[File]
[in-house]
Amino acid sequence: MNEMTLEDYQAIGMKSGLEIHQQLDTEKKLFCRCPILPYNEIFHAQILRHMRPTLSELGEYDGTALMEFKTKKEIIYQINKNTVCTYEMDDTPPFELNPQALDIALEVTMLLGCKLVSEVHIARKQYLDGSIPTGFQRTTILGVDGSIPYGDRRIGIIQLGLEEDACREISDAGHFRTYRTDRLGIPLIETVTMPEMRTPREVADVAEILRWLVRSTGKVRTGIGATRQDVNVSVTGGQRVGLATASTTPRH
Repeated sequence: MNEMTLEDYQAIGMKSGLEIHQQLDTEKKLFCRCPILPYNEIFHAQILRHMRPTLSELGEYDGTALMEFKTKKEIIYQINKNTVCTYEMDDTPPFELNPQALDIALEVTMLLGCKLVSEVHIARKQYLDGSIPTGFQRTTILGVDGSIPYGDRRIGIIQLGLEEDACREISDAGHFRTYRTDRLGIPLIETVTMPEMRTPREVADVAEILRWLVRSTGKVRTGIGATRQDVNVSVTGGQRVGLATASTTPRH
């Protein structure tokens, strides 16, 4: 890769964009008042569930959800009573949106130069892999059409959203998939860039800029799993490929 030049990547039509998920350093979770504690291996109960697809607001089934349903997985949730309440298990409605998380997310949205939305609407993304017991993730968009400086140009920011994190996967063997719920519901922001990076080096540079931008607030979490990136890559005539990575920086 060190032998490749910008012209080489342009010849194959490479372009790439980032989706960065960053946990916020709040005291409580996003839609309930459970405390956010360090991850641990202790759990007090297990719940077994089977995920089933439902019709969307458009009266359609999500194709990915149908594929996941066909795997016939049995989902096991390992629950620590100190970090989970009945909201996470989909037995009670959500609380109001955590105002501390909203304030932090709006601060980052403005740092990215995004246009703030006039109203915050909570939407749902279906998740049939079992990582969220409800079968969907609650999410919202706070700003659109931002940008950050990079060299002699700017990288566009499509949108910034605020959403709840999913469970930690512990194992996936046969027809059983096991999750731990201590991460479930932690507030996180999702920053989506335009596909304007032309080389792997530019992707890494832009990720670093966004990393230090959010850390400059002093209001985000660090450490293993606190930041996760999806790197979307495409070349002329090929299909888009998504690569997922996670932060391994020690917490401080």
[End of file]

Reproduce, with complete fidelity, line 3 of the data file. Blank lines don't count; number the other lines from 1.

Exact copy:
Repeated sequence: MNEMTLEDYQAIGMKSGLEIHQQLDTEKKLFCRCPILPYNEIFHAQILRHMRPTLSELGEYDGTALMEFKTKKEIIYQINKNTVCTYEMDDTPPFELNPQALDIALEVTMLLGCKLVSEVHIARKQYLDGSIPTGFQRTTILGVDGSIPYGDRRIGIIQLGLEEDACREISDAGHFRTYRTDRLGIPLIETVTMPEMRTPREVADVAEILRWLVRSTGKVRTGIGATRQDVNVSVTGGQRVGLATASTTPRH